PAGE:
Presidents can’t make mind-blowing errors like that and expect to remain politically viable. Trump so basks in the huzzahs of his blindly loyal base that he appears blind himself to the fact that even people who support many of his policies, and who find today’s Democrats unacceptable, do not want to be embarrassed — do not want to be put constantly in the position of trying to rationalize his antics.

Sensitivity is a more subtle issue, but it is important. People such as your humble correspondent can rail all day about the Left’s race obsession, its identity politics, and its policy inanities. That does not make the acceptance of these things by a disturbingly large plurality of Americans any less a fact of life.

It is a fact of life because the mainstream of America, without a fight, has handed over the institutions of learning and opinion to anti-American leftists for going on three generations. That is how you end up with Trump. Most Americans — though it is not the clear majority it used to be — still love the country. For all his flaws, the president calls out anti-Americanism publicly. Particularly compared with Democrats, Trump appeals to people who love the country, not because it was founded by white Judeo-Christians, but because its colorblind ideals are worth loving, even if we have frequently failed to live up to them.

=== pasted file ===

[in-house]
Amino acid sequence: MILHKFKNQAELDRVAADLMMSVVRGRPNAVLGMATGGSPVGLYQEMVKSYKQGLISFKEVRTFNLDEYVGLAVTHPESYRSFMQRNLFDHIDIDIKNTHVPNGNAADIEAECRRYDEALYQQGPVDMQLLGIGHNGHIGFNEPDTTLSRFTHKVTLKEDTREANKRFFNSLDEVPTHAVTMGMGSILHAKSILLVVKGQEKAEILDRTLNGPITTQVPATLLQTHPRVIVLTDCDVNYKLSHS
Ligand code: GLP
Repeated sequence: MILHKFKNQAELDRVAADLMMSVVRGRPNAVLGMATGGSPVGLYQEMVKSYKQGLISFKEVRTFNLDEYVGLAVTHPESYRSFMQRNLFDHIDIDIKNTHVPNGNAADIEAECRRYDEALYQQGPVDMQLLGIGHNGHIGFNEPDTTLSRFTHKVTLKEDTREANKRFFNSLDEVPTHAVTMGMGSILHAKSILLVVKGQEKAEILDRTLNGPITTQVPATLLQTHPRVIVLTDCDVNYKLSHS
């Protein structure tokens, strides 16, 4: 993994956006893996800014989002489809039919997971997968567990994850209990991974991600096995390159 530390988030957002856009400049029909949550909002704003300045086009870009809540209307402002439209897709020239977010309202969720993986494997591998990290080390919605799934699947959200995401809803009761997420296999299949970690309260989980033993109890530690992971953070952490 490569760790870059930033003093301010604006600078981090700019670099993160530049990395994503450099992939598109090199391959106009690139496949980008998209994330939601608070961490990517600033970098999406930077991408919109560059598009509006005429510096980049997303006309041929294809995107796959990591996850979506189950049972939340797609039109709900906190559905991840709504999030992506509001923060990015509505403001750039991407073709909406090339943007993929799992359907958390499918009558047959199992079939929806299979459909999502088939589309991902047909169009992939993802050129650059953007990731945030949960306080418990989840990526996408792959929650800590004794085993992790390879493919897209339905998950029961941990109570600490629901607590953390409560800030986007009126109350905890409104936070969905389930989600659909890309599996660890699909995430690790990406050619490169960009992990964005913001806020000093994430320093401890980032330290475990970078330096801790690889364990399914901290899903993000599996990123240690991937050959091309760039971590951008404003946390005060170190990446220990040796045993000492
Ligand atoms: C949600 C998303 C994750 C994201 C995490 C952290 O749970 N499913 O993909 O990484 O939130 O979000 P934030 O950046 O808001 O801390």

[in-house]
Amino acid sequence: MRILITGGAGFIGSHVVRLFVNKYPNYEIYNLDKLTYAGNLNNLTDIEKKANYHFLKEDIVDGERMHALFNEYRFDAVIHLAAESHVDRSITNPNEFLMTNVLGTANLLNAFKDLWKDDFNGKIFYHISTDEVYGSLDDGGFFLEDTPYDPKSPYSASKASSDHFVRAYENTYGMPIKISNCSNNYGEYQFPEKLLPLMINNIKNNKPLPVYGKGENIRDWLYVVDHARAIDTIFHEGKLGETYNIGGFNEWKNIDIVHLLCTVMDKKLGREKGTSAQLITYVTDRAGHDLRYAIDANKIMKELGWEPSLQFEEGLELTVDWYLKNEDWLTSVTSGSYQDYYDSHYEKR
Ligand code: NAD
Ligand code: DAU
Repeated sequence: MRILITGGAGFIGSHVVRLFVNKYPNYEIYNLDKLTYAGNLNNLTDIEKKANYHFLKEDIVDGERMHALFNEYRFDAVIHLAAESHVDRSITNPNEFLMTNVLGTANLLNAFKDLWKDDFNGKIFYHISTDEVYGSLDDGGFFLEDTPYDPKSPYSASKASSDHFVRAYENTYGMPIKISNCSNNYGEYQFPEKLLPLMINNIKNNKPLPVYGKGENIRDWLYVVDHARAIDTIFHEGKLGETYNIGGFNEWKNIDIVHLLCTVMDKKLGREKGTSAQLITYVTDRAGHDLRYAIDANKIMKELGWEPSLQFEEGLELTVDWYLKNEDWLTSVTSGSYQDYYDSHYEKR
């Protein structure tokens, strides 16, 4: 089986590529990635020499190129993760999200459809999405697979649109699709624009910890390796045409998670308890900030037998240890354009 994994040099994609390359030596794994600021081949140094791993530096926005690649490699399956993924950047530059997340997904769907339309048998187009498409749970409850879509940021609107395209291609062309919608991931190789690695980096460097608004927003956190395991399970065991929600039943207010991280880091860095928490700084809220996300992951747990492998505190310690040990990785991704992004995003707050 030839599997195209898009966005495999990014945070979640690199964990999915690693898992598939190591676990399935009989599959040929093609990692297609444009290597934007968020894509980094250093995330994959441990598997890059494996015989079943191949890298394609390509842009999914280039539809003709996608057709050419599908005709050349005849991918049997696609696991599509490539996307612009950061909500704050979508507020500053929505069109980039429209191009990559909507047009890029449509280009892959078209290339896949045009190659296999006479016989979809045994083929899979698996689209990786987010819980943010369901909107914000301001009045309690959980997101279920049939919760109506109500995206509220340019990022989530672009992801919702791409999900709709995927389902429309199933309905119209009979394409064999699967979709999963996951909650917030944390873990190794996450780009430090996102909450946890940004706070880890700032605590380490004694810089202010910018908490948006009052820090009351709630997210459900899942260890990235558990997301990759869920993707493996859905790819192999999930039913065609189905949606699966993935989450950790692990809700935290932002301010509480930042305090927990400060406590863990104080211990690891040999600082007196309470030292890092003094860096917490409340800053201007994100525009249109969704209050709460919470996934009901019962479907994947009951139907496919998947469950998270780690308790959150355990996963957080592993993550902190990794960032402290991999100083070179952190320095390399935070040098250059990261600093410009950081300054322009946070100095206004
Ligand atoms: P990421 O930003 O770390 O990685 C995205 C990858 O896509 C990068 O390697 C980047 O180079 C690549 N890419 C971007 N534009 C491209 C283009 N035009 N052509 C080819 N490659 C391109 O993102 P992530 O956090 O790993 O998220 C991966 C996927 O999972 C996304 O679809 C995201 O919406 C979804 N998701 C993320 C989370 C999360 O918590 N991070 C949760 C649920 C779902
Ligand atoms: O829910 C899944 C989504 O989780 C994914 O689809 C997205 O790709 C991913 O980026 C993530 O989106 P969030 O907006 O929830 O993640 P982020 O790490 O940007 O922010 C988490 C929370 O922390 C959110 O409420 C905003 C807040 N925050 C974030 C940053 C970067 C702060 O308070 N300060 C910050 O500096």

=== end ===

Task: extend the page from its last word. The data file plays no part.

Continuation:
The result of the Left’s inroads in the culture is that, for many, victimhood is the glue of their identity-politics ideology. They are on a hair trigger to perceive racism. Yes, they are being hypersensitive, either for political advantage or because they actually feel that way. Still, that does not make their wayward beliefs any less real.

The president is president of those people, too, regardless of whether they accept him as such. Of course he won’t be able to bring most of them around. In terms of his viability, though, he needs to be seen by the broad middle of the country as wanting to be everyone’s president. The thing many of us most despise about the Left is its divisive politics, its determination not just to win but to destroy opponents — for the in terrorem effect or, it seems at times, for sheer sport. To me, it is not a selling point that Trump is willing to do to the Left what the Left does to us. I want to fight them; I don’t want to be them.

Convincing one’s opponents that they should rethink their positions is the hard work of persuasion. You are not going to get there, especially as president, by insulting them, by making them political piñatas for your base. That is simply going to harden the opposition of the people already opposed — when the president should be using an improved economy to woo them. Worse, it is going to drive to the opposition people who despair over whether we can ever be a unified country again.

I am not saying those people are going to find solace in opposition. I am saying some percentage of them, maybe a large one, will be so incensed that voting for Trump will not be an option for them.

I don’t pay much attention to Trump’s tweets anymore. Like most people I’m inured to them. Plus, as I’ve said a million times, two words explain why — by what is a near miracle of the electoral map — he won in 2016: Hillary Clinton. It looks like Democrats are even crazier now than they were then, so the president has a chance to be reelected. But his policy successes are discounted by his personal flaws. He can’t afford to lose the potential supporters his barroom-brawler routine is alienating.